Lake Whitney Parks: Great Ways to Visit the Lake




Lake Whitney lies at the top of the Texas Hill Country, 60 miles south of Ft. Worth and about 15 miles west of Hillsboro, Texas. Bosque and Hill Counties surround Lake Whitney. Lake Whitney supports a healthy population of striped bass, along with other game species. It is popular with anglers, boaters, and people who love watersports because Lake Whitney is large enough to accommodate all of those activities.

Over 100,000 people visit Lake Whitney each year. Reservations are recommended at all Lake Whitney Parks. The Texas Parks and Wildlife Department operates Lake Whitney State Park, and you can make reservations here and pay online here: https://tpwd.texas.gov/business/park_reservations/index.phtml. The U.S. Army Corps of Engineers (USACE) operates all the other parks at Lake Whitney. The USACE no longer accepts cash. Visitors to USACE parks can make reservations and pay online at https://www.recreation.gov/, or use a debit or credit card at the gatehouse.

Lake Whitney State Park

Lake Whitney State Park is located on the northern shores of its southern pool at 433 FM 1244, Whitney, Texas. This is a large park offering boating, camping, fishing, two hiking and biking trails, geocaching, hiking, scuba diving, skiing, and swimming. It is open from 7 a.m. to 7 p.m. for day use. The daily entrance fee is $5 for visitors aged 12 and over, and children under age 12 are free.   

The Lake Whitney State Park often fills up to capacity, so reservations are recommended for both camping and day use. You can choose from campsites with water only, water and electricity, or full hookups. This park has screened shelters, and many have a lake view. It also offers a Junior Ranger Program, a nature program, and a history program.

The Lake Whitney State Park has an airport for small aircraft. The Two Bridges Trail is 0.9-mile, easy, and has two wooden bridges. The Towash Forest Trail is 1.2-miles, easy, and great for bird watching and wildlife viewing. A wide variety of wildlife lives at Lake Whitney. Watch for armadillos, bald eagles, deer, opossums, raccoons, snakes, and wild turkeys.

There are several points of interest in the park. Big Oak is the biggest oak tree at the Lake Whitney. The Lake View Point offers a breathtaking view of Lake Whitney on a peninsula, where you can also fish. The Bass Tournament Historical Marker memorializes the first competitive bass tournament in Texas, held in 1956. The Towash Settlement has the ruins of Towash, Texas, and was named for Chief Towash of the Hainai Indian tribe.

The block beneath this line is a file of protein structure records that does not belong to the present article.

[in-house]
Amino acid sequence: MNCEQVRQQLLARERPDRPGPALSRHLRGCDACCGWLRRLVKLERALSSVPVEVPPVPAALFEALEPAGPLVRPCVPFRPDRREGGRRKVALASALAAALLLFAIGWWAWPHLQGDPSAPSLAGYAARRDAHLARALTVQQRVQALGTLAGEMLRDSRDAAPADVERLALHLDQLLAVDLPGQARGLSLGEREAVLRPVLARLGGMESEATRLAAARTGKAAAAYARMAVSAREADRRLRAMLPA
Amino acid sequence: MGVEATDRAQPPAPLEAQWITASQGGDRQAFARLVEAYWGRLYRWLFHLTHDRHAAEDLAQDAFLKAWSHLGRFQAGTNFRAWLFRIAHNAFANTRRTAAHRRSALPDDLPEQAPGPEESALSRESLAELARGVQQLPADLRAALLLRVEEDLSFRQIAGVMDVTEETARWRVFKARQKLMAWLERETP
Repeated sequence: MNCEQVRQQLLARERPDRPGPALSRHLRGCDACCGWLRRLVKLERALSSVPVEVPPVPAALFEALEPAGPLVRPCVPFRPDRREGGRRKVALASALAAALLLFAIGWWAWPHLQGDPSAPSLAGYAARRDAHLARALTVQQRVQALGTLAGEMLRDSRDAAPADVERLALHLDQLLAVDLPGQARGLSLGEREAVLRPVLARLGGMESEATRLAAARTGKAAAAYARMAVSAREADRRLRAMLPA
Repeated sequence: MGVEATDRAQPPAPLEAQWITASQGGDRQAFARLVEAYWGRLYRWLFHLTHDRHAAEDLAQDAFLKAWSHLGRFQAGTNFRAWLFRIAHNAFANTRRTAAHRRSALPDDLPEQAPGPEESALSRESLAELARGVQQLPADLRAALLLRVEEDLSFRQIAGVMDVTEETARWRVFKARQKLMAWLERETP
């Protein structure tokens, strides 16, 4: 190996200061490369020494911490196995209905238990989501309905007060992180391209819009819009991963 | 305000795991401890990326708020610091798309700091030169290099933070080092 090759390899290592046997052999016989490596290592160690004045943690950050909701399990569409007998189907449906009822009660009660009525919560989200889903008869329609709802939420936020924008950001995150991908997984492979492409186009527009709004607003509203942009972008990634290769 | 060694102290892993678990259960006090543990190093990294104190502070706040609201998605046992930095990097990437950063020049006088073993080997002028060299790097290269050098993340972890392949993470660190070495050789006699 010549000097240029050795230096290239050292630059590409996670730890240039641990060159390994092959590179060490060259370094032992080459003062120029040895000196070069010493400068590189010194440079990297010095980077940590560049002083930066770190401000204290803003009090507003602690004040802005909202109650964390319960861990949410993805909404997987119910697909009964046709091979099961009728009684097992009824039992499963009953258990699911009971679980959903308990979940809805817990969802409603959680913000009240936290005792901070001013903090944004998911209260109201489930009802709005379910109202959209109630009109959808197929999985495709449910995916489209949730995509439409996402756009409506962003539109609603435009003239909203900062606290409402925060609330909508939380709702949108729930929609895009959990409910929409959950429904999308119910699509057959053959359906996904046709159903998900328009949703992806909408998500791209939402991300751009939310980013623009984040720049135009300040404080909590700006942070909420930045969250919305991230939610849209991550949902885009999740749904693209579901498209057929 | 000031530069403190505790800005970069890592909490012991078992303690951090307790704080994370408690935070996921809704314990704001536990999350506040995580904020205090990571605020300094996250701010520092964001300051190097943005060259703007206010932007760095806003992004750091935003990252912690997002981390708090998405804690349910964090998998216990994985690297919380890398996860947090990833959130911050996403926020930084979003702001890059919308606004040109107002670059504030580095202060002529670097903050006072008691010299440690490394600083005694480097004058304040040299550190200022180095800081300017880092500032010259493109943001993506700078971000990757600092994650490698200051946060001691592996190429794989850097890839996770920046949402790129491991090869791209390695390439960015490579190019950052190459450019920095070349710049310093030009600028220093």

Lofers Bend Park, East and West

The USACE manages the beautiful Lofers Bend Park, which has an east and a west park. It is located on the southeastern shores of the southern pool of Lake Whitney. It offers covered picnic tables, BBQ grills, fire rings, a playground, a volleyball court, a fitness trail, camping and RV sites, a dump station, screened shelters, group pavilions, a swim beach, a boat ramp, two trails, and restrooms with showers.

Lofers Bend West has a day use area, where the swim beach is. It is right under the dam with a walking path and observation point along the dam. There are plenty of shade trees. Lofers Bend East and West have 51 camping and RV sites with water and electric, and 23 primitive campsites. The 12.5 mile Hopewell Trail is nearby. It allows hiking, mountain biking, and horseback riding. Visitors can choose to travel north on the trail to Kimball Bend Park or south to Lakeside Village and Powelldale Mountain.

From March 1 to September, Lofers Bend costs $3 per day to use the launching ramp and $1 per person, but no more than $4 per vehicle, per day, to use the day use and swim beach area. No fees are charged from October 1 to February 28. A $30 annual day use pass may be purchased that will allow access to these facilities without paying a fee at the gatehouse.

The park opens at 6:00 a.m. and closes at 10:00 p.m. There is a night exit that allows boaters that come in off the lake after 10:00 p.m. to exit the park. From I-35 in Hillsboro, take SH 22 west 12 miles to Whitney, Texas. Continue seven miles past Whitney, and turn right before the dam. Follow Park Road to the 4-way stop. Turn left for Lofers West or right for Lofers East.

Plowman Creek Park